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Alaskan official accuses Park Service of “internal agenda” after it closes hunting

Alaskan officials aren’t pleased that the National Park Service has closed sport wolf hunting and trapping  in Yukon-Charley Rivers National Preserve. 

Tim Mowry published an article on the Fairbanks Daily News-Miner Web site about the National Park Service’s decision, and the local reactions to the federal entity interceding in what they feel is a state issue.

FAIRBANKS — Alaska’s Fish and Game Commissioner Denby Lloyd said Thursday he is “very disappointed” with the National Park Service’s recent hunting and trapping closures in three Interior preserves, actions the federal agency said were necessary to protect bears and wolves.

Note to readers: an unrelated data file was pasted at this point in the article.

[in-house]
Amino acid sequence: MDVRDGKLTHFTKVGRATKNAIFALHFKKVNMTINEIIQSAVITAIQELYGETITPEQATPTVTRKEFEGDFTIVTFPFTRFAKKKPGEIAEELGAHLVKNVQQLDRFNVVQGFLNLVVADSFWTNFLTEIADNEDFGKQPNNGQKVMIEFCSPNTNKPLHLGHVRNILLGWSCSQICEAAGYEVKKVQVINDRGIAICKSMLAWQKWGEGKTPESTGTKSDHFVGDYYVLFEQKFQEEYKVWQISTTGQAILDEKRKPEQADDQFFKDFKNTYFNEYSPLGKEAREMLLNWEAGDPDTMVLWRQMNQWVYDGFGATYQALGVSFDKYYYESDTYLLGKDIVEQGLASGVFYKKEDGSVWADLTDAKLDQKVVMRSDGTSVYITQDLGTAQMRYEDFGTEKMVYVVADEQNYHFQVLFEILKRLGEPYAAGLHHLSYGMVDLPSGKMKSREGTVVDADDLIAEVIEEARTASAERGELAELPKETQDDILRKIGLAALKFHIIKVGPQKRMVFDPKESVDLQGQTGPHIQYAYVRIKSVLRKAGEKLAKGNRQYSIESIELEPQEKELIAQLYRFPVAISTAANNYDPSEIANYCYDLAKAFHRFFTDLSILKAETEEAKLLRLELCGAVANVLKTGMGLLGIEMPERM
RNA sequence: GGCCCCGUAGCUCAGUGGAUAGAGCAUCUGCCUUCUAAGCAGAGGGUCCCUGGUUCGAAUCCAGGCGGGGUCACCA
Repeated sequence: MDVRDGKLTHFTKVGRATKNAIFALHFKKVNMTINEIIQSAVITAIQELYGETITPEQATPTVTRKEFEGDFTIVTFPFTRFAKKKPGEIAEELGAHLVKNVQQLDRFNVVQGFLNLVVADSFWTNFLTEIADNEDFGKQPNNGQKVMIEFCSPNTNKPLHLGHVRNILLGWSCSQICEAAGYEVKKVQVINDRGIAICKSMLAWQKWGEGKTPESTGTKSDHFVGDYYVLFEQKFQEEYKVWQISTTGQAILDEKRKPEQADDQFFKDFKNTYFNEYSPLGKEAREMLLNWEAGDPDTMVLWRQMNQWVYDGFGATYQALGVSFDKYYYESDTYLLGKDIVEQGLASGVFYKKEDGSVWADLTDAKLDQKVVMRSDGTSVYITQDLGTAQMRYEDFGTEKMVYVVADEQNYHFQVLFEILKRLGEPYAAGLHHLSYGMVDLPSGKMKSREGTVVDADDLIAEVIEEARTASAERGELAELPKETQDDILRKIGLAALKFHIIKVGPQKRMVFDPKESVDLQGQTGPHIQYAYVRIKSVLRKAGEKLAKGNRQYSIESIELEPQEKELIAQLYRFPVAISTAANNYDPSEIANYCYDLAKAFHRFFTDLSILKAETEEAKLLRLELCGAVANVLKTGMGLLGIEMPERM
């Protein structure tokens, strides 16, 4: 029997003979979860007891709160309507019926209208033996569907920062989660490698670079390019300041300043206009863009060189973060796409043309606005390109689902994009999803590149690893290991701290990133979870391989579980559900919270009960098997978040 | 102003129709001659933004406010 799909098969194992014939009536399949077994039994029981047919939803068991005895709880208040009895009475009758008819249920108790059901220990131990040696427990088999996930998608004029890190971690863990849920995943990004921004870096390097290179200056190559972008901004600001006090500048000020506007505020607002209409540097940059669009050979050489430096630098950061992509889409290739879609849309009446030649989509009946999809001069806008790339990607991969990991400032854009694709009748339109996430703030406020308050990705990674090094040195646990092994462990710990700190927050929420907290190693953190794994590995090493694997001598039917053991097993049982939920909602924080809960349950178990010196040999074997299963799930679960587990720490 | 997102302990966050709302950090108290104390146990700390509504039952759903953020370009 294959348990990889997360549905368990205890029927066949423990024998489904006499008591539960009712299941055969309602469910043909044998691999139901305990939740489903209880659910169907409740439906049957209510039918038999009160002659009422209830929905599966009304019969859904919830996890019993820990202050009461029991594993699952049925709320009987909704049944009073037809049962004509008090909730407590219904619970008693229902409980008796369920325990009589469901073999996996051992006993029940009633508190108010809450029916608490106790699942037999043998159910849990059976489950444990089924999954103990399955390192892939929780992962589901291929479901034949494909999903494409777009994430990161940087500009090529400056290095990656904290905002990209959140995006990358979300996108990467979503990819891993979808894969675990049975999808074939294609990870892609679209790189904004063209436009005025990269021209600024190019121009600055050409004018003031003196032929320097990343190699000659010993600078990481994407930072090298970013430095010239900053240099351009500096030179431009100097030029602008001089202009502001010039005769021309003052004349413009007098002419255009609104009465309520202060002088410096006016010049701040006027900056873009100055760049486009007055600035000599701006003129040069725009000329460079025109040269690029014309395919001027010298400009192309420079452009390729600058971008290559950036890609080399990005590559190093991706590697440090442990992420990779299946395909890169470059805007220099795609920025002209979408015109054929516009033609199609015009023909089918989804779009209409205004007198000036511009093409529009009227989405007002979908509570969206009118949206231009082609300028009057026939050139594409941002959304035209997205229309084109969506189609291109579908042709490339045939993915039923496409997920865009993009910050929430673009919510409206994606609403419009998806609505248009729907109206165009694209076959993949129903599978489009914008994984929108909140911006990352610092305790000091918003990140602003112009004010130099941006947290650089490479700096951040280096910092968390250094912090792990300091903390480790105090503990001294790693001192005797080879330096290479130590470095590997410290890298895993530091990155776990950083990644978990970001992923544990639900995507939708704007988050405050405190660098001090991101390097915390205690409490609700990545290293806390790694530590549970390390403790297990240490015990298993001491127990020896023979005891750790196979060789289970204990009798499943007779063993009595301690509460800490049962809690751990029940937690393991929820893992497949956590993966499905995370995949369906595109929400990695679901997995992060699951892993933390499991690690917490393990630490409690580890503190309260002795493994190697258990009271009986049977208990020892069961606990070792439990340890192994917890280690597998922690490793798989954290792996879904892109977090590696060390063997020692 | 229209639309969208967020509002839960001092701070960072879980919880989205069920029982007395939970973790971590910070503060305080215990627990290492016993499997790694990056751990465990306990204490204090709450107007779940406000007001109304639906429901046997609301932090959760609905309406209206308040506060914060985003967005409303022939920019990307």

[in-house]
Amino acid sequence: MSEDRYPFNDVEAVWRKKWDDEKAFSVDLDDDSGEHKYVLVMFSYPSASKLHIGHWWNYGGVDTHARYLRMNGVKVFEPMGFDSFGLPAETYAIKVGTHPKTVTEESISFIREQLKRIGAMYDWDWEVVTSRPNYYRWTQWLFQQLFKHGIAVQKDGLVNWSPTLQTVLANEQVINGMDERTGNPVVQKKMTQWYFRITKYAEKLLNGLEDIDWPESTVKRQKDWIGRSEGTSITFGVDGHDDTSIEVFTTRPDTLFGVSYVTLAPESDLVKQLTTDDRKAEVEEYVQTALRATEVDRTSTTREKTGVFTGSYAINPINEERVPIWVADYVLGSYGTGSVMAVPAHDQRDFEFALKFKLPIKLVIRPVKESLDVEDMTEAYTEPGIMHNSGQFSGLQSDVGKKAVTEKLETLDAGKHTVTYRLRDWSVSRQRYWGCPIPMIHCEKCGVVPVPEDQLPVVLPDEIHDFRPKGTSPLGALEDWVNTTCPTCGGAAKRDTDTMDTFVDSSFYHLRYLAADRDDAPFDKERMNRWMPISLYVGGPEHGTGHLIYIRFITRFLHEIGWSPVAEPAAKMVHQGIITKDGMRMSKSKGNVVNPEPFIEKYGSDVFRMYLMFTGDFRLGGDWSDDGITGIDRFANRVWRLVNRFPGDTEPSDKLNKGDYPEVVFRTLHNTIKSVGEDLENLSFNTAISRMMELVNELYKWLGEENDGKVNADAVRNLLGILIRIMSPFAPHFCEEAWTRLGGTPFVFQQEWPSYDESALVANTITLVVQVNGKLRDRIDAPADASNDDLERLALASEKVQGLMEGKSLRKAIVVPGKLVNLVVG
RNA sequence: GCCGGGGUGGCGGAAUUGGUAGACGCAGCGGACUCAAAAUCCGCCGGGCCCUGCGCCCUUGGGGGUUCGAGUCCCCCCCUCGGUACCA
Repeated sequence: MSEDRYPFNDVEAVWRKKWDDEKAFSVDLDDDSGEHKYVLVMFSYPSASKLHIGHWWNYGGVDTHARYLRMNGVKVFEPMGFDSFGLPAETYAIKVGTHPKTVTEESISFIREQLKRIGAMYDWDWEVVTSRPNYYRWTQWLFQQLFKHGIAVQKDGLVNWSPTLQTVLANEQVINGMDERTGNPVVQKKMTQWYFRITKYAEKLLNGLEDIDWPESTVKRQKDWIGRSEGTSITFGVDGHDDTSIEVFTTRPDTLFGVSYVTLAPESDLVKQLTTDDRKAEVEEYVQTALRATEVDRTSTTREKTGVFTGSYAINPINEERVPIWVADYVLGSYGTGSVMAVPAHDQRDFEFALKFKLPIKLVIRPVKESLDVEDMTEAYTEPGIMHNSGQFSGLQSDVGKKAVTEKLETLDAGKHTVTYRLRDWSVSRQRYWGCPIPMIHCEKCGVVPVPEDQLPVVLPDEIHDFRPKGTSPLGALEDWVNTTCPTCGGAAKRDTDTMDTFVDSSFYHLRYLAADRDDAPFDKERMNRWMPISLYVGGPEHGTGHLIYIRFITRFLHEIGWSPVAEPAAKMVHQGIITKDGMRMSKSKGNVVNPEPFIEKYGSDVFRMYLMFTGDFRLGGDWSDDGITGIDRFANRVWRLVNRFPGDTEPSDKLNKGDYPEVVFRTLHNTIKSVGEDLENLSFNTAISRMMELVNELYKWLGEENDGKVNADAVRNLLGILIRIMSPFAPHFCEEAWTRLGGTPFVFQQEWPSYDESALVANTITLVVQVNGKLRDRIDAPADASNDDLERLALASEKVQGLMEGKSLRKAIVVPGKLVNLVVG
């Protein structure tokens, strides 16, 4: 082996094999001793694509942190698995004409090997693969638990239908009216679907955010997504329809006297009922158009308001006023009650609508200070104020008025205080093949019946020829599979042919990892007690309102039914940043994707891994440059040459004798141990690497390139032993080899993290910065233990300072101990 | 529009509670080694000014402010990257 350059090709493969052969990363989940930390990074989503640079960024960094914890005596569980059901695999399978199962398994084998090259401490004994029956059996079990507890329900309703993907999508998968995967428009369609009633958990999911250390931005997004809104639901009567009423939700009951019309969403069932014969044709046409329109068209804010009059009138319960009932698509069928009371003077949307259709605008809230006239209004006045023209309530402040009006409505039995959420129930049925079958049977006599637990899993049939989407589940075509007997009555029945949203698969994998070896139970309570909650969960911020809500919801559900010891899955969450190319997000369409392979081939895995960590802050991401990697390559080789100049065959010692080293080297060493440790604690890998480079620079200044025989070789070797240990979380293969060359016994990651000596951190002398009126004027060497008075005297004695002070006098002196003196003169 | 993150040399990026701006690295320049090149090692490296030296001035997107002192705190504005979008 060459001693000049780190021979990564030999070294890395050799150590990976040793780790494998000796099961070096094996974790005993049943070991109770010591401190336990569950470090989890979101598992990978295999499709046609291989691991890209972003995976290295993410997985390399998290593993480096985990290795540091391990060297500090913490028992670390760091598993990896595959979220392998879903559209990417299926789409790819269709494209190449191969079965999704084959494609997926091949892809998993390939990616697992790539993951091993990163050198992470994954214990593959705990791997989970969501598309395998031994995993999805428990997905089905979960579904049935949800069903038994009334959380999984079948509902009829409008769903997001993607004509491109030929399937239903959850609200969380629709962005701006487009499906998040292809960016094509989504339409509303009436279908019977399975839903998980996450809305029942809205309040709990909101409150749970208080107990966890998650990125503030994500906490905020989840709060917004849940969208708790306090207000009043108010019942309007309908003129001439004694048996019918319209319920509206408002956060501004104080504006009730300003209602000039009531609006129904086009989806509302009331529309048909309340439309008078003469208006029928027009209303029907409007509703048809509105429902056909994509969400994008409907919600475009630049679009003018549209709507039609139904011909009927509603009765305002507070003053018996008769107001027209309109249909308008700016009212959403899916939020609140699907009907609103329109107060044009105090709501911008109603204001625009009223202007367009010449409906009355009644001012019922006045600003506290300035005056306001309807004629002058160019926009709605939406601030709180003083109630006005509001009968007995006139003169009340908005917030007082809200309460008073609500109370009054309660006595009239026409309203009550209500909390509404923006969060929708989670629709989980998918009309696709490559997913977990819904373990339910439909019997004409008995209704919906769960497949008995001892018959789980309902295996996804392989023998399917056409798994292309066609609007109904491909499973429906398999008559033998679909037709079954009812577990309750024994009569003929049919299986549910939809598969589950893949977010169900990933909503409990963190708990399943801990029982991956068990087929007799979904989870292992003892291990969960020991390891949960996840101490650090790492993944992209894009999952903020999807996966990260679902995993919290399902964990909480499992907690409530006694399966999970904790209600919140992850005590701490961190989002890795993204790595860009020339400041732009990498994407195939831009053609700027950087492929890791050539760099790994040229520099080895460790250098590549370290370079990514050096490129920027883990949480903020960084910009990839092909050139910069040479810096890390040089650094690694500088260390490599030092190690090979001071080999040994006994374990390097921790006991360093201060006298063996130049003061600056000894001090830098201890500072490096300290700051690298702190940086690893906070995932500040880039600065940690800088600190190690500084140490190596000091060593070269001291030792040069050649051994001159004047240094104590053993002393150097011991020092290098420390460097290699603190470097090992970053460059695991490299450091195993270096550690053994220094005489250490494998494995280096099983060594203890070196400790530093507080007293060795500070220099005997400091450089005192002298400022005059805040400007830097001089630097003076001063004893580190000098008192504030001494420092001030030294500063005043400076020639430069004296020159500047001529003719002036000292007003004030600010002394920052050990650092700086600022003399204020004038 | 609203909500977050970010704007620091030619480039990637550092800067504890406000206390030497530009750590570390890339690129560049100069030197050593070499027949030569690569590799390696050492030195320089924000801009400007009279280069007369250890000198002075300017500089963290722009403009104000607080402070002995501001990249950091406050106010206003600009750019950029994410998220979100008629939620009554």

“We have authority to manage wildlife populations, and these federal closures of state general and subsistence hunting and trapping are unjustified,” Lloyd stated in a news release. “Allowing park managers to supersede state regulations based on undefined ‘values’ is an unwarranted and confrontational intrusion upon the state’s management prerogatives.”

The Park Service announced Tuesday it had closed sport hunting and trapping of wolves in Yukon-Charley Rivers National Preserve. It also prohibited the killing of black bear sows and cubs in their dens using artificial light in parts of Denali National Preserve and Gates of the Arctic National Preserve. The den hunting was recently approved by the state Board of Game in portions of the two preserves…

Read the entire article: Squabble over wolf jurisdiction continues between Alaska, National Park Service

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